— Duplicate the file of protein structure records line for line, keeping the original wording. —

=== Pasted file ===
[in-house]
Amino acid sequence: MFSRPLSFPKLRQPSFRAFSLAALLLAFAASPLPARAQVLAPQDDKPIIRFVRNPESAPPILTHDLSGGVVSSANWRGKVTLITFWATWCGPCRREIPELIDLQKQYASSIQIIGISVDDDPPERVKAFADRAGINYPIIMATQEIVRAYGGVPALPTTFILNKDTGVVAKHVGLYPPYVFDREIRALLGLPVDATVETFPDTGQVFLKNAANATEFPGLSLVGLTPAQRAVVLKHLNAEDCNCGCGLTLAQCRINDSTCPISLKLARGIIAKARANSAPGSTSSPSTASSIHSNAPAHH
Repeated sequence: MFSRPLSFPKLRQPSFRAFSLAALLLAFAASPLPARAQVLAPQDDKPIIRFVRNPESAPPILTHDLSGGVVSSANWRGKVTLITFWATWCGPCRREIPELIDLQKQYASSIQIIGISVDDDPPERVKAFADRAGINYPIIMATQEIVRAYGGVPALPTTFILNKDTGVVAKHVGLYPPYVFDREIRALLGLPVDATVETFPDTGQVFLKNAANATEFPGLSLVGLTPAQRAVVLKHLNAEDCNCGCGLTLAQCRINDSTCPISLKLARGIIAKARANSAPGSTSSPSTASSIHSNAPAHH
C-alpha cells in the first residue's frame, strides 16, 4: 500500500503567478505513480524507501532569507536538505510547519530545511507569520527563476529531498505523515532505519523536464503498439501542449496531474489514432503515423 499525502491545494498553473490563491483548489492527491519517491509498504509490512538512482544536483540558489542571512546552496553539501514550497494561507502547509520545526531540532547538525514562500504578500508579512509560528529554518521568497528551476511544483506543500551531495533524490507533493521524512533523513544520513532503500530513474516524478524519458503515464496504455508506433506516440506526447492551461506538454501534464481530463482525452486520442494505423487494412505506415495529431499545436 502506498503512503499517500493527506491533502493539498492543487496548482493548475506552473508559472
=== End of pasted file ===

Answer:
[in-house]
Amino acid sequence: MFSRPLSFPKLRQPSFRAFSLAALLLAFAASPLPARAQVLAPQDDKPIIRFVRNPESAPPILTHDLSGGVVSSANWRGKVTLITFWATWCGPCRREIPELIDLQKQYASSIQIIGISVDDDPPERVKAFADRAGINYPIIMATQEIVRAYGGVPALPTTFILNKDTGVVAKHVGLYPPYVFDREIRALLGLPVDATVETFPDTGQVFLKNAANATEFPGLSLVGLTPAQRAVVLKHLNAEDCNCGCGLTLAQCRINDSTCPISLKLARGIIAKARANSAPGSTSSPSTASSIHSNAPAHH
Repeated sequence: MFSRPLSFPKLRQPSFRAFSLAALLLAFAASPLPARAQVLAPQDDKPIIRFVRNPESAPPILTHDLSGGVVSSANWRGKVTLITFWATWCGPCRREIPELIDLQKQYASSIQIIGISVDDDPPERVKAFADRAGINYPIIMATQEIVRAYGGVPALPTTFILNKDTGVVAKHVGLYPPYVFDREIRALLGLPVDATVETFPDTGQVFLKNAANATEFPGLSLVGLTPAQRAVVLKHLNAEDCNCGCGLTLAQCRINDSTCPISLKLARGIIAKARANSAPGSTSSPSTASSIHSNAPAHH
C-alpha cells in the first residue's frame, strides 16, 4: 500500500503567478505513480524507501532569507536538505510547519530545511507569520527563476529531498505523515532505519523536464503498439501542449496531474489514432503515423 499525502491545494498553473490563491483548489492527491519517491509498504509490512538512482544536483540558489542571512546552496553539501514550497494561507502547509520545526531540532547538525514562500504578500508579512509560528529554518521568497528551476511544483506543500551531495533524490507533493521524512533523513544520513532503500530513474516524478524519458503515464496504455508506433506516440506526447492551461506538454501534464481530463482525452486520442494505423487494412505506415495529431499545436 502506498503512503499517500493527506491533502493539498492543487496548482493548475506552473508559472